I hate the idea of belaboring any point here, much less my general dislike, distrust, and dismissal of all things classed as “reviews” or “criticism,” but having seen a few things pop up on my “radar” over the last couple weeks I thought maybe one more quick stab at trying to get you to stop reading or writing reviews…
Or is that really what I’m trying to do?
As much as I hate the idea of belaboring a point, I hate more the idea of strident either/or proclamations: never do this, always do that, to my mind, leads, one way or another, to one form or another of fascism. Political, intellectual, religious… creative.
That got me thinking, maybe I need a wider view of the whole book review thing.
In his afterword to the 75th Anniversary Edition of The Waste Land by T.S. Eliot, Christopher Ricks wrote:
We have become too aware of the fact that great works of art are often met with philistine outrage, and this half-truth is often twisted into a gullible supposition: that outrage must mean that what we have here is a great work of art. Either way, we have accrued a healthy distrust of reviewers. Yet meanwhile, insufficiently acknowledged, there is the other half-truth: that much of the greatest criticism appears when a work first appears, with a critical immediacy that gets hold of the right things even if by the wrong end.
This gave me pause because the paragraph starts with me 100% with him then ends with something that really made me cringe. I tend to think that the best view of anything comes with some distance, but in the end this is a version of comparing apples to oranges. What people thought of, say, The Catcher in the Rye, immediately after its publication may very well be quite different from what people decades later find in it, positive or negative. The history of literature is filled with books that were immensely popular in their day then utterly forgotten, or considered substandard on publication only to later be held up as classics.
Still, I know I’m not alone in my suspicion of critics, sharing the opinion of Johann Wolfgang von Goethe:
I am more and more convinced that whenever one has to vent an opinion on the actions or on the writings of others, unless this be done from a certain one-sided enthusiasm, or from a loving interest in the person and the work, the result is hardly worth gathering up. Sympathy and enjoyment in what we see is in fact the only reality, and, from such reality, reality as a natural product follows. All else is vanity.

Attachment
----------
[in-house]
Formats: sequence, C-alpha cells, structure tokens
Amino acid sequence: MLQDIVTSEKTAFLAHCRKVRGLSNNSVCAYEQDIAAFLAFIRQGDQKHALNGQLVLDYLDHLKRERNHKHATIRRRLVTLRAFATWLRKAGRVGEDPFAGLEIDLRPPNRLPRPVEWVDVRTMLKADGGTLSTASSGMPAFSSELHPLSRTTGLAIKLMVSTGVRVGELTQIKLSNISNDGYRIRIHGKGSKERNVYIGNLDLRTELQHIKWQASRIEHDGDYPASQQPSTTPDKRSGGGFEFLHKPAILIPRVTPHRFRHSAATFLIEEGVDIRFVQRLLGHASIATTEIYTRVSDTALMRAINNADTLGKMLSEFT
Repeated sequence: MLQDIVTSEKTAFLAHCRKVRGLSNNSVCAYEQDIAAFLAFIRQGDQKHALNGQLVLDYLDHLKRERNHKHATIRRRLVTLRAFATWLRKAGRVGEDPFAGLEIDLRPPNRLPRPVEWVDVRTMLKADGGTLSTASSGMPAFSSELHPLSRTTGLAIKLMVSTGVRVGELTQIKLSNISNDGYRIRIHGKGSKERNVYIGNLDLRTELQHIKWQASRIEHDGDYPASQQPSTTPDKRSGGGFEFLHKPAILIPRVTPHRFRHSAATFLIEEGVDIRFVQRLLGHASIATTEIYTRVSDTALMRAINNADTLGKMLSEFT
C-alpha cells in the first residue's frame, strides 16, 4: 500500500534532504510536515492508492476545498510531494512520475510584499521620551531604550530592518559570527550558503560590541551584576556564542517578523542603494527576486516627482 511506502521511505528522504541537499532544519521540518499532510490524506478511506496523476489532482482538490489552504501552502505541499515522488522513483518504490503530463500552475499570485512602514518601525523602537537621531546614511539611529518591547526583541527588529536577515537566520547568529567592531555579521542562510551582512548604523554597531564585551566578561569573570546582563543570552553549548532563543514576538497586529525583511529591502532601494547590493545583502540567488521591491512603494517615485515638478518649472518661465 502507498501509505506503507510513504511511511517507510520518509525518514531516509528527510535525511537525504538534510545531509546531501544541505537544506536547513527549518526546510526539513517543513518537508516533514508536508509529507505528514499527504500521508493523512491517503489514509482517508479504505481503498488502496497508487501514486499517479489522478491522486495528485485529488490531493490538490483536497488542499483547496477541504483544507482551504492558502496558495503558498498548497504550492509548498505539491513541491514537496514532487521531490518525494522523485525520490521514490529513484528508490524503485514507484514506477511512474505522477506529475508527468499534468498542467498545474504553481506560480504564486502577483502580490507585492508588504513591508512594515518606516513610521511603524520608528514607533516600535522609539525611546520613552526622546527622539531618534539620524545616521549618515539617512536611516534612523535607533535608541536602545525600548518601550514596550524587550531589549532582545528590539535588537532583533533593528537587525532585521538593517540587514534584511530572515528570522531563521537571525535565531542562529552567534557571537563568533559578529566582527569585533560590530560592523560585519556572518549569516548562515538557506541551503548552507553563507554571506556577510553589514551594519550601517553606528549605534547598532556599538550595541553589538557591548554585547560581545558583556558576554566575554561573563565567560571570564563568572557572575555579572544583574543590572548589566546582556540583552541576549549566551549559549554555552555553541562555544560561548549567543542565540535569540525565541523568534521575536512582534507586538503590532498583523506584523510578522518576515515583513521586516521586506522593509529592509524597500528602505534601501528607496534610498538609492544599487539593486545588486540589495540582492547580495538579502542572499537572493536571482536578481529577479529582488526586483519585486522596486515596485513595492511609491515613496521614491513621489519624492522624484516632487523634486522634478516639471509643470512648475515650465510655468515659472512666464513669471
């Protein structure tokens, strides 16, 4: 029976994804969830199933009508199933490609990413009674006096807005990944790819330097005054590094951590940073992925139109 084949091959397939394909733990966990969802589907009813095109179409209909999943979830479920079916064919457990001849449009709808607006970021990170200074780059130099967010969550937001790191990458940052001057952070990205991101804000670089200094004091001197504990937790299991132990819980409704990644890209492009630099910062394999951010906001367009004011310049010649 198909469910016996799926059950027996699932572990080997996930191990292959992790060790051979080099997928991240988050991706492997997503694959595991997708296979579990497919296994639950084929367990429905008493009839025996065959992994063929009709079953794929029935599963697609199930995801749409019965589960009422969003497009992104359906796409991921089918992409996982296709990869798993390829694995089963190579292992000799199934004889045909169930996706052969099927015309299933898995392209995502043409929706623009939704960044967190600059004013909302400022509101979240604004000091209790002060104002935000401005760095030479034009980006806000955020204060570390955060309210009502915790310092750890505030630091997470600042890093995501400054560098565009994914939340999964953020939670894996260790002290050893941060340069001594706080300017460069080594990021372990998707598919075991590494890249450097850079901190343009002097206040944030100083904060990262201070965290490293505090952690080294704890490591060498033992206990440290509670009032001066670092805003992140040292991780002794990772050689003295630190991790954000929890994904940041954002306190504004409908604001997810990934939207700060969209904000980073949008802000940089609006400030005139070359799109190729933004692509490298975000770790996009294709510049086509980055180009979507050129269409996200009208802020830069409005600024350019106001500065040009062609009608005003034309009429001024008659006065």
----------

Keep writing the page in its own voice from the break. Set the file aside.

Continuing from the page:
This is why you’ll see book recommendations from me here, but no reviews. But maybe there’s some common ground, some set of criteria that can help us separate the useful review from the harmful one.
- Introduce me to authors or works of which I was hitherto unaware.
- Convince me that I have undervalued an author or a work because I had not read them carefully enough.
- Show me relations between works of different ages and cultures which I could never have seen for myself because I do not know enough and never shall.
- Give a “reading” of a work which increases my understanding of it.
- Throw light upon the process of artistic “Making.”
- Throw light upon the relation of art to life, to science, economics, ethics, religion, etc.
I can get behind that, but despair of spreading that out to a generation of social media natives who seem to exist only to review. In her frankly terrifying article for Wired, “How Amazon’s Algorithms Curated a Dystopian Bookstore,” Renee Diresta double down on my own recent concerns over algorithmic curation and shined a light on just how awful the results of crowd sourced reviews can be:
Over in Amazon’s Oncology category, a book with a Best Seller label suggests juice as an alternative to chemotherapy. For the term “cancer” overall, coordinated review brigading appears to have ensured that “The Truth About Cancer,” a hodgepodge of claims about, among other things, government conspiracies, enjoys 1,684 reviews and front-page placement. A whopping 96 percent of the reviews are 5 stars—a measure that many Amazon customers use as a proxy for quality. However, a glance at Reviewmeta, a site that aims to help customers assess whether reviews are legitimate, suggests that over 1,000 may be suspicious in terms of time frame, language, and reviewer behavior.
Once relegated to tabloids and web forums, health misinformation and conspiracies have found a new megaphone in the curation engines that power massive platforms like Amazon, Facebook, and Google. Search, trending, and recommendation algorithms can be gamed to make fringe ideas appear mainstream. This is compounded by an asymmetry of passion that leads truther communities to create prolific amounts of content, resulting in a greater amount available for algorithms to serve up… and, it seems, resulting in real-world consequences.
It’s time to say this out loud: crowd sourced reviews used to push any product, absolutely including books, has such monumental downsides that it’s now impossible to see the upside. Either the computer is pushing things at us that force us into an echo chamber of our own algorithmically determined interests and opinions, thereby sharply and artificially delineating our life experience, or some human agency is interposing themselves into that process to cram their fringe agenda down our throats.
Like any tool, a book review must be used responsibly and with care—and the same is true of restaurant reviews, or any review for anything… and we now see and have an opportunity to post public reviews of anything and everything online. And any one of those reviews could be the work of someone who, let’s face it, is just plain crazy, or not too smart, or otherwise lacking in specific expertise; or the work of a person or organization with a specific agenda to either glorify or torpedo the thing being reviewed. Knowing that, how can any of them be trusted?